The infamous Russian ‘nukes on the loose’ is in play, once again, giving them plausible deniability in advance. Russia is purposely turning a blind eye knowing that material in the past has been stolen and smuggled out. However, what’s more important to understand is the threat (Russia) behind the threat (islam that it radicalized to use as a proxy against the West). For more information on Russia and its Russian trained islamic terrorist proxies, terrorist dirty nukes in the U.S., see HERE.
Still don’t think it can’t happen or the Russians didn’t previously have one in America? In an interview with Time Magazine, JFK had something to say about one in the nation’s capital:
“We have a bustling communist enclave just four blocks from the White House,” I noted, meaning the Soviet embassy. Kennedy paused, fork between plate and mouth, and said, “You know, they have an atom bomb on the third floor of the embassy.” … “If things get too bad and war is inevitable,” he said, “they will set it off and that’s the end of the White House and the rest of the city.”
Yes, the threat is real. If it could’ve happened then, it could happen now — especially with the U.S. borders being so open for years on end.
WASHINGTON — The private diplomatic meetings took place over two days in mid-December in a hotel overlooking Moscow’s Red Square.
But unlike in previous such gatherings, the sense of camaraderie, even brotherhood, was overshadowed by an uncomfortable chill, according to participants.
In the previously undisclosed discussions, the Russians informed the Americans that they were refusing any more US help protecting their largest stockpiles of weapons-grade uranium and plutonium from being stolen or sold on the black market. The declaration effectively ended one of the most successful areas of cooperation between the former Cold War adversaries.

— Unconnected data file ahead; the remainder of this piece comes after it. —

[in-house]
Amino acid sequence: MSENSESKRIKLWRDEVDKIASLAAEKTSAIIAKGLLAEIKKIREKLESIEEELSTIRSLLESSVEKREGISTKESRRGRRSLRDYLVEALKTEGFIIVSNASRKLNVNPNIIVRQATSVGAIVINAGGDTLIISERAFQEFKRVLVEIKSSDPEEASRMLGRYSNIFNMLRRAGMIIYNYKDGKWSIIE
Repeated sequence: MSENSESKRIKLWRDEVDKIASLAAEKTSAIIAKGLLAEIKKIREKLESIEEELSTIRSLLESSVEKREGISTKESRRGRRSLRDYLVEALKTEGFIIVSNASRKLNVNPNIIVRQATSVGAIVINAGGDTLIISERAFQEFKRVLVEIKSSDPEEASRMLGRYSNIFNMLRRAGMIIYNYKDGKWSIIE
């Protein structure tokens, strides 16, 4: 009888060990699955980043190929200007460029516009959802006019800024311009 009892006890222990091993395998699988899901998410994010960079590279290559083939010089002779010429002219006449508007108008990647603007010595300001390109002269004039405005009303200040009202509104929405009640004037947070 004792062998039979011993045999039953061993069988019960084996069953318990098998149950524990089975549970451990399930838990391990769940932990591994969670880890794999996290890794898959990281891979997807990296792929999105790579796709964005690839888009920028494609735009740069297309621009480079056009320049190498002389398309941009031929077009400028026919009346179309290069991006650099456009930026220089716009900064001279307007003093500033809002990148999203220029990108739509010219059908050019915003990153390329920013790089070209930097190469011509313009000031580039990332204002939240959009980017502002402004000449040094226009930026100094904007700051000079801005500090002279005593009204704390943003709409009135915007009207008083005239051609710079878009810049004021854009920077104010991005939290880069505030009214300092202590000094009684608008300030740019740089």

“I think it greatly increases the risk of catastrophic terrorism,” said Sam Nunn, the former Democratic senator from Georgia and an architect of the “cooperative threat reduction” programs of the 1990s.
Official word came in a terse, three-page agreement signed on Dec. 16. A copy was obtained by the Globe, and a description of the Moscow meeting was provided by three people who attended the session or were briefed on it. They declined to be identified for security reasons.
Russia’s change of heart was not unexpected.
The Globe reported in August that US officials were concerned about the future of the programs, because of increased diplomatic hostilities between the United States and Russia. The New York Times reported in November that it appeared likely many of the programs would end.
On hand for the Moscow meeting were nearly four dozen of the leading figures on both sides who have been working to safeguard the largest supplies of the world’s deadliest weapons, according to the three-page agreement.
Officials said estimates of how much bomb-grade material has either been destroyed or secured inside the former Soviet Union is classified but insist the stockpiles are enough to make many hundreds of atomic bombs.
Full article: Russia ends US nuclear security alliance (The Boston Globe)